is in a state of continuing inability or unwillingness to maintain a condition of liquidity deemed adequate to protect the interest of depositors and creditor's, the Monetary Board may appoint a conservator with such powers as the Monetary Board shall deem necessary. The conservatorship shall not exceed one (1) year. Q. What are the powers of the Conservator? A. The powers that may be conferred to the conservator are such powers as may be necessary or the following purposes: 1. To take charge of the assets, liabilities, and the management thereof; 2. To recognize the management of the subject bank; 3. To collect all monies and debts due said institution; 4. To exercise all powers necessary to restore its viability The powers must be related to preservation of assets reorganization of management and the restoration of viability. Such power to revoke cannot extend to post-facto repudiation of perfected transactions, otherwise they would infringe against the non-impairment clause of the Constitution. The power to revoke contracts only covers those that are deemed defective i.e. Void, voidable, unenforceable or rescissible. (First Phil. Int'l Bank v. CA) Q. When is Conservatorship terminated? A. 1. When the monetary Board is satisfied that the institution can continue to operate on its own and the conservatorship is no longer necessary; 2. But if the continuance in business of the bank would involve probable loss to it depositors, proceedings for receivership and liquidation shall be pursued (Sec 29). Q. What is Receivership? A. Receivership is equivalent to an injunction to restrain the bank in any way. Thus, the appointment of a receiver operates to suspend the authority of the bank and its directors and officers over its property and effects. (Villanueva v. CA) Q. What are the grounds for appointing a receiver? A. A receiver of bank may be appointed whenever, upon report of the head of the supervising and examining department, the Monetary Board finds that: 1. The bank is unable to pay its liabilities as they become due in the ordinary course of business: Provided, that this shall not include inability to pay caused by extraordinary demands induced by financial panic in the banking community; 2. The bank has insufficient realizable assets, as determined by the Banko Sentral, to meet its liabilities; or 3. The bank cannot continue in business without involving probable losses to its depositors or creditors; or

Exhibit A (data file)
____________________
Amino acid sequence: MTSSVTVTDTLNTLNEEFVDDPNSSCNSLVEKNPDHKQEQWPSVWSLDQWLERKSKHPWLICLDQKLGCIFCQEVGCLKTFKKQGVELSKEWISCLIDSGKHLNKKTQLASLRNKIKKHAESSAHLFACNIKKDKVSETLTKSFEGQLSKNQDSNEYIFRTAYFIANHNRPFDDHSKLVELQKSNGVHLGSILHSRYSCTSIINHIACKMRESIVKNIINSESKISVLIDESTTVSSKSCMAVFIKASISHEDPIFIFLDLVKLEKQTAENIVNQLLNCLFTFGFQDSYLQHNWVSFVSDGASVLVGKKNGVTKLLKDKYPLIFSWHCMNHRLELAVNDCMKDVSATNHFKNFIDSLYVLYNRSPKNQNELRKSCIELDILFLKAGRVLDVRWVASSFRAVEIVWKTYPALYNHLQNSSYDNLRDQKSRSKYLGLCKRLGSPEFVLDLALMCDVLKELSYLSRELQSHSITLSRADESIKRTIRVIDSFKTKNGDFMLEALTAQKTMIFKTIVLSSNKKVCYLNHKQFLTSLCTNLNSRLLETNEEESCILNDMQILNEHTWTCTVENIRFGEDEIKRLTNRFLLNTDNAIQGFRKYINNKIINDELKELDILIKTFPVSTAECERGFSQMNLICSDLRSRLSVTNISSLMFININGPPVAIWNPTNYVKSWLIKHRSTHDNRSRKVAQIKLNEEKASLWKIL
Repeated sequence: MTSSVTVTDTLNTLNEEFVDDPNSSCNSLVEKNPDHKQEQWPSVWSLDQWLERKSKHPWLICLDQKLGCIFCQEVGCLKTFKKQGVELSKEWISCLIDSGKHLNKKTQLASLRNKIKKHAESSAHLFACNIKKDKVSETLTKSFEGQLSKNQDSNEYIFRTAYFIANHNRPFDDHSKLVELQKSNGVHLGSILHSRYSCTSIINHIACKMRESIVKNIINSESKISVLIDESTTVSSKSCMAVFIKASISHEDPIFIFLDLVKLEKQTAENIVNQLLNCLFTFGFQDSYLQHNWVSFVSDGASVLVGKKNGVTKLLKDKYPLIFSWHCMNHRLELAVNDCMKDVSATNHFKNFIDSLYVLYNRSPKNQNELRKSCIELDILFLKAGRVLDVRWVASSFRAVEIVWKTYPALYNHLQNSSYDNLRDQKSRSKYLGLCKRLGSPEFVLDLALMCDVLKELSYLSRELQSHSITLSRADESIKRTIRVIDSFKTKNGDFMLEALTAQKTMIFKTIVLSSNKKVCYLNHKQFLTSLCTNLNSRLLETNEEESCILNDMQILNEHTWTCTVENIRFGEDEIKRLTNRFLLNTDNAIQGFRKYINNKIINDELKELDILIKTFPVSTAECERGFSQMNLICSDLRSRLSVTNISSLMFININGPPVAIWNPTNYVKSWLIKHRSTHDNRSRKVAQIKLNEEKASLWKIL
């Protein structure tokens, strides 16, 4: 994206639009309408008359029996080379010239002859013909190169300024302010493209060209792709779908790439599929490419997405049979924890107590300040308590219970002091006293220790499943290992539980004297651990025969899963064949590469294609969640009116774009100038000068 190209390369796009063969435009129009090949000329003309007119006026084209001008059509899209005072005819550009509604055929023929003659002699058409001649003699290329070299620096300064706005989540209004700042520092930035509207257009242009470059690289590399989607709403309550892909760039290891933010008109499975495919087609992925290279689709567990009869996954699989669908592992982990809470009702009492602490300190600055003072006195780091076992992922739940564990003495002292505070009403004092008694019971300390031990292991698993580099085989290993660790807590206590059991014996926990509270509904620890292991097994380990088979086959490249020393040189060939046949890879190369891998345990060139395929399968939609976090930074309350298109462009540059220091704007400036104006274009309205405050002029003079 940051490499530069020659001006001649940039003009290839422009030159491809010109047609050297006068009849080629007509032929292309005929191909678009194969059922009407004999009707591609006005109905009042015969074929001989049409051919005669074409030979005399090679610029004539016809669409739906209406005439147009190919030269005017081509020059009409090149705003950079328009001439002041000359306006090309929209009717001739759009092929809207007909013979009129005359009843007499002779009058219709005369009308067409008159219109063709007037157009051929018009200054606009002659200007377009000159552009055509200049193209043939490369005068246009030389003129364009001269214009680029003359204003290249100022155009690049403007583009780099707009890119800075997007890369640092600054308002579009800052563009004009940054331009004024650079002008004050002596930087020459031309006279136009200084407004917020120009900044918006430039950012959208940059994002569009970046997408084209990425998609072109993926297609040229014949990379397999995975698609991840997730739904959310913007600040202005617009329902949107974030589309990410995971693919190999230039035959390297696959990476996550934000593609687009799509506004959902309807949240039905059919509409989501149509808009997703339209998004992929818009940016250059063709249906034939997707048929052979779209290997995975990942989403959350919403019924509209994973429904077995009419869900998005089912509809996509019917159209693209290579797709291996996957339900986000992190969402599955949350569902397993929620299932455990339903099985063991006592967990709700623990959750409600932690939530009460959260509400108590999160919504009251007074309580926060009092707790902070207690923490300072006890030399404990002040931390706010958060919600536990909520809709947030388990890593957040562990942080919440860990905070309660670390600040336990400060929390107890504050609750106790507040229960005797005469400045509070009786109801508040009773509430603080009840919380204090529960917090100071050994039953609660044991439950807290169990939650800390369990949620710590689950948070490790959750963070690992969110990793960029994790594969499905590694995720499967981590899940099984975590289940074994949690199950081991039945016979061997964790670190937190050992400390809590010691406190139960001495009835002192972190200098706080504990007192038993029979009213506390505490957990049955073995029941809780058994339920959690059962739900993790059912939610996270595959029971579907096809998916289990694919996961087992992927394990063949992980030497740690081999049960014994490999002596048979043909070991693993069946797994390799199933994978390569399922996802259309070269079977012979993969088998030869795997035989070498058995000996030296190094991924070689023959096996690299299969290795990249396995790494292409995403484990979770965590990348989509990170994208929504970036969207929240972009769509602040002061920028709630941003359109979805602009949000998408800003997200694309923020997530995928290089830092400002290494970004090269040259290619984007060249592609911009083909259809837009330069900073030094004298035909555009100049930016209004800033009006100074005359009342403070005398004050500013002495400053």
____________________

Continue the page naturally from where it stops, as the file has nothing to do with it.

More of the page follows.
4. The bank has willfully violated a cease and desist order under Sec 37 that has become final, involving acts or transactions which amount fraud or a dissipation of the assets of the institution. Q. What are the duties of the Receiver? A. 1. The receiver shall immediately gather and take charge of all assets and liabilities of the institution, administer the same for the benefit of its creditors; 2. The receiver shall exercise the general powers of a receiver under the Rules of Court; 3. The receiver may deposit or place the funds of the institution in nonspeculative investments; 4. The receiver shall determine as soon as possible, but not later than 90 days from take over, whether the institution may be rehabilitated or otherwise placed in such a custody so that it may be permitted to resume business with safety to its depositors and creditors and the general public: Provided, The any determination for the resumption of business of the institution shall be subject to prior approval of the Monetary Board. 5. The receiver shall not, with the exception of administrative expenditures, pay or commit any act that will involve the transfer or disposition of any asset of the institution. Q. What is a close now, hear later scheme? A. No prior hearing is necessary in appointing a receiver and in closing the bank. It is enough that subsequent judicial review is provided for. Indeed, to require such previous hearing would not only be impractical but would tend to defeat the very purpose of the law when it invested the Monetary Board with such authority. (Rural Bank of Lucena v. Arca) Q. What are the mandatory requirements for bank closure? A. 1. Examination by the appropriate BSP department as to the condition of the bank 2. examinations shows that the condition of the bank is one of insolvency 3. Director shall inform the Monetary Board in writing of such fact 4. Monetary Board shall find the statement of the department to be true (Banco Filipino v. Monetary Board) Q. What are the grounds for liquidation? A. 1. The condition of the bank is one of insolvency or that its continuance would involve probable loss to its depositors and creditors. 2. A determination by the Monetary Board that the bank cannot be rehabilitated.